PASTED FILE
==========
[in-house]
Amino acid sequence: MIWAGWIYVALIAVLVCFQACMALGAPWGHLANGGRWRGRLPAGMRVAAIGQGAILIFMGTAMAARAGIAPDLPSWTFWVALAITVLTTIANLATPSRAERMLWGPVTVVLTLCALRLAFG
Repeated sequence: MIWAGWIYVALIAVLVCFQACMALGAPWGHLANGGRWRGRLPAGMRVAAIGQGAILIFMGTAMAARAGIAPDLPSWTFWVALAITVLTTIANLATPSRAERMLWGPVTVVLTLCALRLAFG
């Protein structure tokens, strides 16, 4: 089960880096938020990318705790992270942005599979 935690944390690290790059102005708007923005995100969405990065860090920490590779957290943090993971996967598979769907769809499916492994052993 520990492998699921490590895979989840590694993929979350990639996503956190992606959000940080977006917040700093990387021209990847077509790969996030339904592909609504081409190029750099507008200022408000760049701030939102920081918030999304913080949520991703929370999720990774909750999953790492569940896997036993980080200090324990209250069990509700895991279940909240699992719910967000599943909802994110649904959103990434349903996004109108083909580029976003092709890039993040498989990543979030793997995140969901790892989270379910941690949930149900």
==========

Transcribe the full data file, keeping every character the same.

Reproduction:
[in-house]
Amino acid sequence: MIWAGWIYVALIAVLVCFQACMALGAPWGHLANGGRWRGRLPAGMRVAAIGQGAILIFMGTAMAARAGIAPDLPSWTFWVALAITVLTTIANLATPSRAERMLWGPVTVVLTLCALRLAFG
Repeated sequence: MIWAGWIYVALIAVLVCFQACMALGAPWGHLANGGRWRGRLPAGMRVAAIGQGAILIFMGTAMAARAGIAPDLPSWTFWVALAITVLTTIANLATPSRAERMLWGPVTVVLTLCALRLAFG
């Protein structure tokens, strides 16, 4: 089960880096938020990318705790992270942005599979 935690944390690290790059102005708007923005995100969405990065860090920490590779957290943090993971996967598979769907769809499916492994052993 520990492998699921490590895979989840590694993929979350990639996503956190992606959000940080977006917040700093990387021209990847077509790969996030339904592909609504081409190029750099507008200022408000760049701030939102920081918030999304913080949520991703929370999720990774909750999953790492569940896997036993980080200090324990209250069990509700895991279940909240699992719910967000599943909802994110649904959103990434349903996004109108083909580029976003092709890039993040498989990543979030793997995140969901790892989270379910941690949930149900």